by Susan Jeffery
03 Apr 2019
Check-ins: a new philosophy for performance reviews
Definition: performance review A formal discussion between employee and manager to discuss the degree to which the employee reached goals set during the previous review cycle (typically one year before). Ratings of accomplishments are given and new plan of action is determined for the upcoming year.
Definition: Continuous performance management, check-ins Ongoing one-on-one conversations between managers and employees about work progress, goals, performance to date, and plan of action going forward, held at regular intervals throughout the year. Conversations, aka “check-ins,” can be recorded to build a broader view of accomplishments and progress to develop the employee.
Imagine an interrogation room. Two opponents sit across a table from one another, and the air is full of tension. If this were an old-fashioned detective movie, the police officer would grill the suspect until he cracked.
For decades, the annual performance review was a scenario not too different from this imagined scenario. Once a year, manager and employee would sit across from one another in a formal meeting and discuss everything accomplished or missed over the entire year with point values assigned, goals reviewed, and compensation determined.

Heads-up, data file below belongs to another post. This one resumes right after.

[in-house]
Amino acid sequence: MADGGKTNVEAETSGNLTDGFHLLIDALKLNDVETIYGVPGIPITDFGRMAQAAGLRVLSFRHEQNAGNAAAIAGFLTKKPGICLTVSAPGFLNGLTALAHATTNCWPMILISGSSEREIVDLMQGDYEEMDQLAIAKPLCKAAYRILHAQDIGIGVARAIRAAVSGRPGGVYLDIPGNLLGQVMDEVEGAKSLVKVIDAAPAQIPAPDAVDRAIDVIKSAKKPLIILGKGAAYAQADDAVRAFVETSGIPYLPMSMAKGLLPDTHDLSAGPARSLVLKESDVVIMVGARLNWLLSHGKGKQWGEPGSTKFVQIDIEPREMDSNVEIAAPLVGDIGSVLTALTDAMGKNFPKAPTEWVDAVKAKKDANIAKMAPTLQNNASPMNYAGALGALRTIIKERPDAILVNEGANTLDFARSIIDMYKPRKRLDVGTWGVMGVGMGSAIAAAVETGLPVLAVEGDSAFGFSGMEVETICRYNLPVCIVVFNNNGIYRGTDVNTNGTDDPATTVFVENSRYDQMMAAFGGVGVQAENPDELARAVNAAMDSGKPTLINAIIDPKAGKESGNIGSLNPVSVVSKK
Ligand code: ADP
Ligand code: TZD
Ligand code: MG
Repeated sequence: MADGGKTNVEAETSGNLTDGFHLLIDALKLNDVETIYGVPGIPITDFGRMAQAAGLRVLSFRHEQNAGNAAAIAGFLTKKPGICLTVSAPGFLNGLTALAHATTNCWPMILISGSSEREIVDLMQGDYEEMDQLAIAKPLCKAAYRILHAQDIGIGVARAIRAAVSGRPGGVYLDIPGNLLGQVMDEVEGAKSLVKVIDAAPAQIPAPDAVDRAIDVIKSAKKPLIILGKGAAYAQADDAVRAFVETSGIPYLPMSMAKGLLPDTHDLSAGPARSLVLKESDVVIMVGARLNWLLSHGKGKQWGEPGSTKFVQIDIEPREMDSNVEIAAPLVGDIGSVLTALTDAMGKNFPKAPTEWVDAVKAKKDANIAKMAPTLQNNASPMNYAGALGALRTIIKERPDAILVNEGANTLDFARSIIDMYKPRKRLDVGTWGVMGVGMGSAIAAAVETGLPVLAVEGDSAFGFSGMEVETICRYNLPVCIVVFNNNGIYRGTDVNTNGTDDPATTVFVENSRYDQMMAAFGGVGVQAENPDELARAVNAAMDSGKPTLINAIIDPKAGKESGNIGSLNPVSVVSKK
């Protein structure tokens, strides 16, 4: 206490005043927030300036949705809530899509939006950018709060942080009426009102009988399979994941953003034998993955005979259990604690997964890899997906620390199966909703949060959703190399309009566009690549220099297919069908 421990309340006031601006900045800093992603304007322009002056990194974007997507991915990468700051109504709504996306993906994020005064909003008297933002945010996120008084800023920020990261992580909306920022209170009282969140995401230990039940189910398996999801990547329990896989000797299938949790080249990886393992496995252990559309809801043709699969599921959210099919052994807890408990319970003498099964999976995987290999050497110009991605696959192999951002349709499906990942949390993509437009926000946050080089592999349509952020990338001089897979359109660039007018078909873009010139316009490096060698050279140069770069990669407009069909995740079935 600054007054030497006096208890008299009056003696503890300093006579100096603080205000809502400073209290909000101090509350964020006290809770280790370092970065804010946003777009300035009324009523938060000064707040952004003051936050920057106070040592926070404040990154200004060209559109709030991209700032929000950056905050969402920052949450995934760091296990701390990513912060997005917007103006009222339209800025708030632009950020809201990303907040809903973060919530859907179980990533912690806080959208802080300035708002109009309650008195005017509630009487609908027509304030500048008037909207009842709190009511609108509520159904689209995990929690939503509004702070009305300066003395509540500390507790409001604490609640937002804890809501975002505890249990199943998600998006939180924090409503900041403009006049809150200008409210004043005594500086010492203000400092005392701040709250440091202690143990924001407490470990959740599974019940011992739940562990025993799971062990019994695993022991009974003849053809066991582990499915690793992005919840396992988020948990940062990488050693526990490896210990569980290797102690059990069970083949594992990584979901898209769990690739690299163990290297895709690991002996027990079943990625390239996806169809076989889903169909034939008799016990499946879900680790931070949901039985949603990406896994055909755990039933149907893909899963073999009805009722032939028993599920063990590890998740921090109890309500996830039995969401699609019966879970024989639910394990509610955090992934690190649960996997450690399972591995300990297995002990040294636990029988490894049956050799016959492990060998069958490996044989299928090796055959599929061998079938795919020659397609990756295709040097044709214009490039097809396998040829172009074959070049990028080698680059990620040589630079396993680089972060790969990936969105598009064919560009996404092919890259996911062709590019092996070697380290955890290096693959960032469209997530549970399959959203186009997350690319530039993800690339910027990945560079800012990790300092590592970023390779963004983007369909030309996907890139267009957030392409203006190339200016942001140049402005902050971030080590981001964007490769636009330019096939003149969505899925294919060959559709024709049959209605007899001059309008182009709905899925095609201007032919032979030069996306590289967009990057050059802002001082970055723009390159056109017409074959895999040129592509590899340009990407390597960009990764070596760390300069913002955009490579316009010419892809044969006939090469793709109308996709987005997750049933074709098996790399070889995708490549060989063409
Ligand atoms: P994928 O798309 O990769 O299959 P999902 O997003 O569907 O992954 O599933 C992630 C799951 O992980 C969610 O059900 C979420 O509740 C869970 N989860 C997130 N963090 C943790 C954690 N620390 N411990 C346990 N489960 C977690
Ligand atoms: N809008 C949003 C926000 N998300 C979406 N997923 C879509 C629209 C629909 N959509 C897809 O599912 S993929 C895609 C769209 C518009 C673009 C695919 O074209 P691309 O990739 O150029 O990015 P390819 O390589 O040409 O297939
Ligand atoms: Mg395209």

The real crux of an annual performance review is that, for the employee, it’s an indefensible position to be in. The year is over and the manager is likely here with an evaluation done and future determined.
It’s no wonder that 95% of employees are dissatisfied with the annual review process and 90% don’t believe they provide accurate information.
That’s why smart companies are changing the annual performance review. Instead of a single evaluation, companies are switching to a culture of continuous performance management with frequent, recorded check-ins. When managers provide daily feedback (versus annual feedback), their employees are:
- 6.0 times more likely to strongly agree that they receive meaningful feedback
- 3.6 times more likely to strongly agree that they are motivated to do outstanding work
- 3.0 times more likely to be engaged at work
The new philosophy of feedback: a fundamental shift